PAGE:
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    What lessons can the various hands, maesters, council members and other advisers in "Game of Thrones" impart to real-life lawyers? Quite a few, if we assume that the Model Rules of Professional Conduct were adopted by the Seven Kingdoms, says Edward Reich of Dentons.

  • 5 Tips To Help Your Summer Associates Succeed

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    There are a number of ways that attorneys can ensure their summer associates successfully manage critical writing assignments and new types of professional interactions, says Julie Schrager of Schiff Hardin.

  • What Antitrust Attys Need To Know About Labor Monopsony

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    Economists for a long time assumed that labor markets are competitive and do not pose any problems for antitrust law. But new research has shown that this assumption is wildly inaccurate, says Eric Posner of MoloLamken.

  • Keys To Communicating A Law Firm's Mission

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    Today’s law firm leaders are pretty good at developing a strategic vision for the enterprise, but there is often a disconnect between that road map and the marketing department’s rank and file, leading to a deliverable that does little to differentiate the firm, says José Cunningham, a legal industry consultant.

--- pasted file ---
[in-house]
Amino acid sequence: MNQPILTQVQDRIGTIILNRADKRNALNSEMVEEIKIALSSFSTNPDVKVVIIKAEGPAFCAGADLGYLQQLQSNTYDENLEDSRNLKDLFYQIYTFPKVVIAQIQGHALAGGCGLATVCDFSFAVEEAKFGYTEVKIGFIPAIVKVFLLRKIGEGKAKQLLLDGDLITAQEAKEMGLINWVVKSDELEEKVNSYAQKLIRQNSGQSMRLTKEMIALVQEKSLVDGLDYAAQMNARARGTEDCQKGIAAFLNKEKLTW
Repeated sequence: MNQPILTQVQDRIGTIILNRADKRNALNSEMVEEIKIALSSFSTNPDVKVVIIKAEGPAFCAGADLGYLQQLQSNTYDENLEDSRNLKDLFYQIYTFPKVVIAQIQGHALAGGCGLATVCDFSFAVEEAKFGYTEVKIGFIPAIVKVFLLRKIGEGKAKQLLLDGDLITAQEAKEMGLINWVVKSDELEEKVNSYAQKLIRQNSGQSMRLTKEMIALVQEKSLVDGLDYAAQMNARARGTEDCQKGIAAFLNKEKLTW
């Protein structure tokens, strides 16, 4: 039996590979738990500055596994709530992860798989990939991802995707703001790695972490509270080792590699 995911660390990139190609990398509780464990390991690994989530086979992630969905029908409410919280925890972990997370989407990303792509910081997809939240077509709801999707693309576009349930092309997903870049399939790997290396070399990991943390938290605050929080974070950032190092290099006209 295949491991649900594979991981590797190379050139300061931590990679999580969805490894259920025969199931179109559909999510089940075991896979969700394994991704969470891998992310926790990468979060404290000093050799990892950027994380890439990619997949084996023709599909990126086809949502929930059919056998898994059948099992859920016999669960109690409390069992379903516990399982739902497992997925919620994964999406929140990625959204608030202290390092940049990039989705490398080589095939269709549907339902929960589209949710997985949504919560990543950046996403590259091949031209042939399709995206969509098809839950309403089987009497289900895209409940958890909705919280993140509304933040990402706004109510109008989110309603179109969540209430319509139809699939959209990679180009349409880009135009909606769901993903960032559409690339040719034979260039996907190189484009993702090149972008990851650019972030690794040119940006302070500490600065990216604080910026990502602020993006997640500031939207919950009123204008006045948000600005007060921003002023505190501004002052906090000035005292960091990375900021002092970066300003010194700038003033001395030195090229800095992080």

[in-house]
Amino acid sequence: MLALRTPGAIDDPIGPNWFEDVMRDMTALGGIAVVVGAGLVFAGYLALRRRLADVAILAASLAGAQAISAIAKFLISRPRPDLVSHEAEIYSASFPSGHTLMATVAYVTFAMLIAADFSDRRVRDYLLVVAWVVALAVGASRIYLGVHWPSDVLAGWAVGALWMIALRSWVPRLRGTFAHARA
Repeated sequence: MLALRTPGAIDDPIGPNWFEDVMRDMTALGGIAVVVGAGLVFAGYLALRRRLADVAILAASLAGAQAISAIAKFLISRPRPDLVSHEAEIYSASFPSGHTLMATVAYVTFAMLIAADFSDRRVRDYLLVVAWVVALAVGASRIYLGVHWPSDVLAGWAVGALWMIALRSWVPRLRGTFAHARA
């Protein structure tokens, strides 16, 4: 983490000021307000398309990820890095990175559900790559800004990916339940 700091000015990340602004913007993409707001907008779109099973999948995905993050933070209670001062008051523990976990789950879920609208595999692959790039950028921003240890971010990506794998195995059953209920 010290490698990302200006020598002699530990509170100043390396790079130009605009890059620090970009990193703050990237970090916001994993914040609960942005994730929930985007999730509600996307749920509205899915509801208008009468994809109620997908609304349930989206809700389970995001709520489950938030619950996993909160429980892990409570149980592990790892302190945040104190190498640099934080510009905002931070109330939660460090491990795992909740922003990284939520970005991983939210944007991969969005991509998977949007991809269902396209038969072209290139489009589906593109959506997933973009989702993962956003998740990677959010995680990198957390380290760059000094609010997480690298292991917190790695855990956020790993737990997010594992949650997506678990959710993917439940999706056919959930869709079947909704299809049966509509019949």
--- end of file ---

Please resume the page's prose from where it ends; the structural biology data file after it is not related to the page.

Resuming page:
• Opinion

    FTC V. Qualcomm Should Be Viewed Through A Wider Lens

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    The U.S. Department of Justice recently stated that a remedy in Federal Trade Commission v. Qualcomm, pending in the Northern District of California, “should work as little injury as possible to other public policies.” The DOJ’s counsel gains added force from provocative evidence in the foreshortened Apple-Qualcomm licensing trial in the Southern District of California, says professor David Teece of the University of California, Berkeley.

  • Opinion

    How Lawyers Can Help Save The Planet

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    Over a dozen major law firms have joined our effort to overcome the legal obstacles that states, cities and businesses face in fighting climate change. But more lawyers are needed, say Michael Gerrard of Columbia Law School and John Dernbach of Widener University Commonwealth Law School.

  • A Potential New Fight Over FTC's 13(b) Authority

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    On Friday, ​AdvoCare ​announced​ that an immediate change to its business model was its “only viable option​" and that ​it was​ “in confidential talks” with the F​ederal Trade Commission.​ ​​It seems likely that AdvoCare made the change in order to argue that the FTC does not have authority to bring this case against the company, says John Villafranco of Kelley Drye.

  • Opinion

    FTC Must Tackle Anti-Competitive Drug Rebate Practices